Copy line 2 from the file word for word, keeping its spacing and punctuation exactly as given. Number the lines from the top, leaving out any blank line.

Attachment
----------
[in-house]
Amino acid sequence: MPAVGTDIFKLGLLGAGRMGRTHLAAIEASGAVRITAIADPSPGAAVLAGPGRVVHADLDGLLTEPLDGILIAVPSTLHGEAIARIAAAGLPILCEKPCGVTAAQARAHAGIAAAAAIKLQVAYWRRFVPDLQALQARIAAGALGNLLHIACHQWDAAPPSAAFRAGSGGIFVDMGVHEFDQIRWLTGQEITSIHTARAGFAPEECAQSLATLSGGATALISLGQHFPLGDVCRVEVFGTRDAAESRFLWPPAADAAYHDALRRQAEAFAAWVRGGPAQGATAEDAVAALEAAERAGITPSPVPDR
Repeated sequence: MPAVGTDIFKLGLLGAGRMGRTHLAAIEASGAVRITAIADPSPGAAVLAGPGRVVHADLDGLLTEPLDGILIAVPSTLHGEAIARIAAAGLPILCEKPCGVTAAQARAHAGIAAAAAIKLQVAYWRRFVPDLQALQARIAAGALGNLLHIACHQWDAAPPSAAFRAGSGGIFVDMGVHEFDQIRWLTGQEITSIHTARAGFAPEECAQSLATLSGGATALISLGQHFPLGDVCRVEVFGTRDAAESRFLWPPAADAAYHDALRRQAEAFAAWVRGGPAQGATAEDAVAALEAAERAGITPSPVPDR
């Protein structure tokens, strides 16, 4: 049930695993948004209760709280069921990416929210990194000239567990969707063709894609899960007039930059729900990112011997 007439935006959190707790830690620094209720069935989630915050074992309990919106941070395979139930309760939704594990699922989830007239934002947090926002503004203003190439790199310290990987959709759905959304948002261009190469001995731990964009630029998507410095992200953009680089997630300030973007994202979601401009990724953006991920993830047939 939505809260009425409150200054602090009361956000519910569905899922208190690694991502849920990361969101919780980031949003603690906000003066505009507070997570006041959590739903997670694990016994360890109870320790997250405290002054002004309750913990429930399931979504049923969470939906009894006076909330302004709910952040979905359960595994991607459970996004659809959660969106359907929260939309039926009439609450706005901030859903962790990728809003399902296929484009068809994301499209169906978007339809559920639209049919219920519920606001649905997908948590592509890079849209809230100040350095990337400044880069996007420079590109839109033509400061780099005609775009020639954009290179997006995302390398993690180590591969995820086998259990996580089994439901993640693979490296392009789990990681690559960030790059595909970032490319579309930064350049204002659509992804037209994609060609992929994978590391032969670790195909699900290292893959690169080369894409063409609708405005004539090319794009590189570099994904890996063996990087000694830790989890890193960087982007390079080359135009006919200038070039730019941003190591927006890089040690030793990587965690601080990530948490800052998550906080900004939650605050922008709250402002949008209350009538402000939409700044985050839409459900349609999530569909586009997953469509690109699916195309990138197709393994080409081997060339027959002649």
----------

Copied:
Amino acid sequence: MPAVGTDIFKLGLLGAGRMGRTHLAAIEASGAVRITAIADPSPGAAVLAGPGRVVHADLDGLLTEPLDGILIAVPSTLHGEAIARIAAAGLPILCEKPCGVTAAQARAHAGIAAAAAIKLQVAYWRRFVPDLQALQARIAAGALGNLLHIACHQWDAAPPSAAFRAGSGGIFVDMGVHEFDQIRWLTGQEITSIHTARAGFAPEECAQSLATLSGGATALISLGQHFPLGDVCRVEVFGTRDAAESRFLWPPAADAAYHDALRRQAEAFAAWVRGGPAQGATAEDAVAALEAAERAGITPSPVPDR